Gary W. Moorman, Professor of Plant Pathology
|Fire blight||Flower clusters are killed and turn dark drown to black. Dead leaves and aborted flower parts remain on the tree. Long, slightly sunken cankers are seen where the dead wood meets the live wood. In the spring, slime may ooze from the canker if the weather is warm and wet. No fungal fruiting structures are found in the canker.||Erwinia amylovora||During dormancy when the weather is dry, prune infected branches, cutting at least 4 inches below the base of the canker. Disinfect pruning tools frequently. Use fertilization practices that do not promote excessive succulent growth. Remove root suckers and water sprouts while they are small. Remove unwanted plants that are susceptible to the disease from near cultivated plants.|
|Cedar-hawthorn rust||Orange-yellow spots form on leaves. Severely affected leaves fall prematurely. Green fruit is deformed.||Gymnosporangium globosum||Plant resistant hawthorns including cockspur thorn, yellow fruited thorn, Crataegus intricata, and Crataegus pruinosa. Apply a fungicide at 10-day intervals beginning just as flower bud break occurs. Do not plant close to junipers.|
|Cedar-quince rust||Petioles, twigs, and thorns swell and become distorted. Fruit is covered with spore horns during the summer. Orange-yellow spots form on leaves, which, if severely affected, fall prematurely.||Gymnosporangium clavipes||Apply a fungicide at 10-day intervals beginning just as flower bud break occurs. Do not plant close to junipers.|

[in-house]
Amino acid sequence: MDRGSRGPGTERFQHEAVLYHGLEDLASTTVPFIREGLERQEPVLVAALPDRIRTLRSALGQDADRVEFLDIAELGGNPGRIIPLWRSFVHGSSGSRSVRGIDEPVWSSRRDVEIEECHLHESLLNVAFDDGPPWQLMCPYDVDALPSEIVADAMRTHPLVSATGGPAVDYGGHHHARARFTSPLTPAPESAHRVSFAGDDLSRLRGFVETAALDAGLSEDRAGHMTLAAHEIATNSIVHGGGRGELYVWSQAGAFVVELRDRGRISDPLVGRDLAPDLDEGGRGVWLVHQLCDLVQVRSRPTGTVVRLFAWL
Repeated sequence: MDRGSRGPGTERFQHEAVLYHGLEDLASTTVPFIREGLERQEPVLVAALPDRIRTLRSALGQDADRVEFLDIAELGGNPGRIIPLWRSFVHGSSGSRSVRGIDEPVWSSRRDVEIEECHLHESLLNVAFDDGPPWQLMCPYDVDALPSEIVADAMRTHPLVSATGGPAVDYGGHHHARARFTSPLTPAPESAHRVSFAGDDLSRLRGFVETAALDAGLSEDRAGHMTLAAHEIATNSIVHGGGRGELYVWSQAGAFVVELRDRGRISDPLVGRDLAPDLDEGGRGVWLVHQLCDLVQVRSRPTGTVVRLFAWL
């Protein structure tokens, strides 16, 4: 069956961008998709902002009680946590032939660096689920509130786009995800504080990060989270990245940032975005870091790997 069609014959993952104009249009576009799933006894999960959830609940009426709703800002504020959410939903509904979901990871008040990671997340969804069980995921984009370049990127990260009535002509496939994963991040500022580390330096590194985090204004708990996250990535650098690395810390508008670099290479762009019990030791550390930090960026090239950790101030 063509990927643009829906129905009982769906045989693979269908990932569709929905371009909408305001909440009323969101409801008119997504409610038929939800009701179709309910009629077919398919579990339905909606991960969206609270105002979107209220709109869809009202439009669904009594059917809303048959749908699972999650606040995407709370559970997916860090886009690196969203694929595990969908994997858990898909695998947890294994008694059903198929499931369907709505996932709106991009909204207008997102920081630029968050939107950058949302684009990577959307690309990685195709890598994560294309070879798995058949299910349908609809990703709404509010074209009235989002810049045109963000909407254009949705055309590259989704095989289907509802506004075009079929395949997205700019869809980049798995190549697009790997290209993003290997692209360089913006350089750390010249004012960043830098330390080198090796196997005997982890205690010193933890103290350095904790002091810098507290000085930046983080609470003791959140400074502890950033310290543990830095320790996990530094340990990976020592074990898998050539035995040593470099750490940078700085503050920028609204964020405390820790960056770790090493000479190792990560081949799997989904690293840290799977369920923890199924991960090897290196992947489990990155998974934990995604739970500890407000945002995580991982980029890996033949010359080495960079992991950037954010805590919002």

|Leaf blight and fruit rot||Leaves wilt, turn brown, and die in the spring. Flower clusters die. Fruits turn brown, mummify, and fall.||Monilinia johnsonii||Remove and destroy fallen mummified fruits before bud break occurs.|
|Leaf spot||Many small, reddish-brown to gray leaf spots develop, sometimes with dark-brown borders. Spots may be so numerous that they merge. Infected leaves yellow quickly and fall by August. On twigs, slightly raised, brown, irregular spots form. English hawthorn (Crataegus oxycantha) and Pauls Scarlet (Crataegus oxycantha pauli) are very susceptible.||Diplocarpon mespili (Entomosporium, asexual stage)||Rake and destroy fallen leaves. Apply a fungicide during bud break and at 10-day intervals during wet weather. Two or three applications may be sufficient. Cease spraying if the weather dries.|
Cedar rust on fruit, leaves and twigs of hawthorn.
Leaf spot caused by Diplocarpon (Entomosporium).
Fire blight of flowers.
Slightly sunken fire blight canker on larger branch.
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Issued in furtherance of Cooperative Extension work, Acts of Congress, May 8 and June 30, 1914, in cooperation with the U. S. Department of Penn State College of Agricultural Sciences research and extension programs are funded in part by Pennsylvania counties, the Commonwealth of Pennsylvania, and the U.S. Department of Agriculture.
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